A womanly shadow moved quietly and unhurriedly along a shaded pathway, alone with her cold and darkened thoughts. The halls of this fair Elven house were empty, and she was glad for that. Elves of this fair realm it seemed, were all elsewhere, merrily occupied with varied preparations for some feast that was to take place tonight or busying themselves with whatever childish escapades humored their kind, leaving her quite comfortably alone as she made her way along the maze of porticos and steps that rose and fell, and the endless rooms she passed, making her way toward the mountain, hoping she might find some narrow path leading up toward the small white cottage tucked like a little bird’s nest, on a jutting outcropping of the cliff wall.
“So Legolas belongs to Lalaith now?” her pursed lips muttered softly. “That shall not be for long.”
She smirked to herself as she recalled the fair golden haired Elf the little red haired maiden had called Glorfindel. She had seen him from the distance where she had crouched upon her belly in the undergrowth. He had been upon the high veranda, lost in thought, a sickeningly sweet smile upon his lips as he strode purposefully toward some destination. He had not even glanced toward her, for which she was glad, for she had still been shaking from her near discovery by that cursed little Hobbit she had recognized from so long ago. Yet her one sight of the Elf man had been enough for her to sense the thoughts of his mind, drink in the image of the woman he was thinking about, and draw it into herself. She was so much stronger now, than she had once been, as if the power the old broken wizard had ever withheld from her was suddenly released, and belonged solely to her now. Why she suddenly felt this way, she could not begin to guess, but did not care, anyway. All she knew, was that now, she held within herself, the power to change her form entirely, having saved herself from the wolves by focusing upon the beasts’ thoughts, and becoming one of them.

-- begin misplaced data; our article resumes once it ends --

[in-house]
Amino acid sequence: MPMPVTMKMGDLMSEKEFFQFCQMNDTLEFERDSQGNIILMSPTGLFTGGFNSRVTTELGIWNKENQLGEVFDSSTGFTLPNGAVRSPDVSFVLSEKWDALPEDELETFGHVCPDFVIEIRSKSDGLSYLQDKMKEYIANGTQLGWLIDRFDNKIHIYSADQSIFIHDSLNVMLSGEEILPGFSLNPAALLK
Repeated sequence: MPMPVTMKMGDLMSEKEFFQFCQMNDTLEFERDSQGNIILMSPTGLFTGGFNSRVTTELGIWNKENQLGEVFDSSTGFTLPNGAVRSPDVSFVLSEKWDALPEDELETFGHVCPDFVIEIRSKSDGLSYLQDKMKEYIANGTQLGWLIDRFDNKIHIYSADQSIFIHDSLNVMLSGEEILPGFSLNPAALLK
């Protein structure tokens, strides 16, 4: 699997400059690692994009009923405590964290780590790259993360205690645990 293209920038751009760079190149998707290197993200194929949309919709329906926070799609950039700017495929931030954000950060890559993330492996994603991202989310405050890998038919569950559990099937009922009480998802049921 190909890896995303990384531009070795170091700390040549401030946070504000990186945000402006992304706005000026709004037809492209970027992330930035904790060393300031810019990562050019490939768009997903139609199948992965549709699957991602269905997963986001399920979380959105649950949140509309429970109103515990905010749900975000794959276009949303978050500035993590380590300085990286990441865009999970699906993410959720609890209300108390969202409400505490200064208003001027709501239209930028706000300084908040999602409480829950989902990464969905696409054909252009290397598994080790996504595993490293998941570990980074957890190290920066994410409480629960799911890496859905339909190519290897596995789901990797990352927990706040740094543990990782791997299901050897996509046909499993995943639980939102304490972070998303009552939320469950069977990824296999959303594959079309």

Foolish creatures. They had seemed so lost, so confused, when the scent of the human woman they had hunted, had ended in an empty pile of ragged and dirty cloth, where tracks of a single wolf led away.
She had watched the pack from a rill above them, her chin upon her paws as they pawed the ground about her abandoned dress, and howled at the sky in their frustration. She would have laughed aloud if her furry, elongated muzzle had aloud such sounds. Yet she had managed a soft gurgled growl at the stupidity of the beasts before she rose, turned away from them, and trotted onward toward her destination. Four legs faster than two.
She smirked, recalling the first time she had ever used the gift the old wizard had bestowed upon her, his hope having been that she might gain a queen’s crown, and help seal his hold over Rohan.
Poor sweet, simple Ceorl, she thought to herself with a muffled laugh, remembering the handsome sentry at Meduseld she had watched often. Handsome though he was, he had not been as comely as the king’s son, nor any of the other hapless young men she had ensnared. Perhaps she had wished for him because she was bored. Rumors of her were becoming known, to all others aside from the king, and young men no longer wished to court her. None wished to fall into the net of her sweet lies, and false promises, trusting in her assurances that she loved them, and would wed them afterwards, though she never did. Or perhaps it was simply because the hunt was so much more difficult because he was already married, and deeply in love with his wife.